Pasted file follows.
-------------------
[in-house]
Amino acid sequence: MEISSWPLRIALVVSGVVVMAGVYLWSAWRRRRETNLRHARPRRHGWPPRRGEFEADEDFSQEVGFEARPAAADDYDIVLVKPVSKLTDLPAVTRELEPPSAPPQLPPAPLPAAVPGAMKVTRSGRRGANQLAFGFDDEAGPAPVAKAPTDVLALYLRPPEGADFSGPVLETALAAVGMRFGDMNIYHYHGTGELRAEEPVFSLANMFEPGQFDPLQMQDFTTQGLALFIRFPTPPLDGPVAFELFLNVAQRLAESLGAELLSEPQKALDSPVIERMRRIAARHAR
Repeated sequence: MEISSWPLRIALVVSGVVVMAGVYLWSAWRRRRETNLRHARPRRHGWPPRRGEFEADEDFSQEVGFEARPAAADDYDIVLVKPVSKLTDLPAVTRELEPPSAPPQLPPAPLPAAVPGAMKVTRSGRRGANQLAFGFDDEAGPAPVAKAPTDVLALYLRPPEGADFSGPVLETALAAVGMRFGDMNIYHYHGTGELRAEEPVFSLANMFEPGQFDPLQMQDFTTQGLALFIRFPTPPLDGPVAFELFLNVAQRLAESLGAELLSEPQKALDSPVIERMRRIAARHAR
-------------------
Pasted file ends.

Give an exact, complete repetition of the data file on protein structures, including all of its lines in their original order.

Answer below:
[in-house]
Amino acid sequence: MEISSWPLRIALVVSGVVVMAGVYLWSAWRRRRETNLRHARPRRHGWPPRRGEFEADEDFSQEVGFEARPAAADDYDIVLVKPVSKLTDLPAVTRELEPPSAPPQLPPAPLPAAVPGAMKVTRSGRRGANQLAFGFDDEAGPAPVAKAPTDVLALYLRPPEGADFSGPVLETALAAVGMRFGDMNIYHYHGTGELRAEEPVFSLANMFEPGQFDPLQMQDFTTQGLALFIRFPTPPLDGPVAFELFLNVAQRLAESLGAELLSEPQKALDSPVIERMRRIAARHAR
Repeated sequence: MEISSWPLRIALVVSGVVVMAGVYLWSAWRRRRETNLRHARPRRHGWPPRRGEFEADEDFSQEVGFEARPAAADDYDIVLVKPVSKLTDLPAVTRELEPPSAPPQLPPAPLPAAVPGAMKVTRSGRRGANQLAFGFDDEAGPAPVAKAPTDVLALYLRPPEGADFSGPVLETALAAVGMRFGDMNIYHYHGTGELRAEEPVFSLANMFEPGQFDPLQMQDFTTQGLALFIRFPTPPLDGPVAFELFLNVAQRLAESLGAELLSEPQKALDSPVIERMRRIAARHAR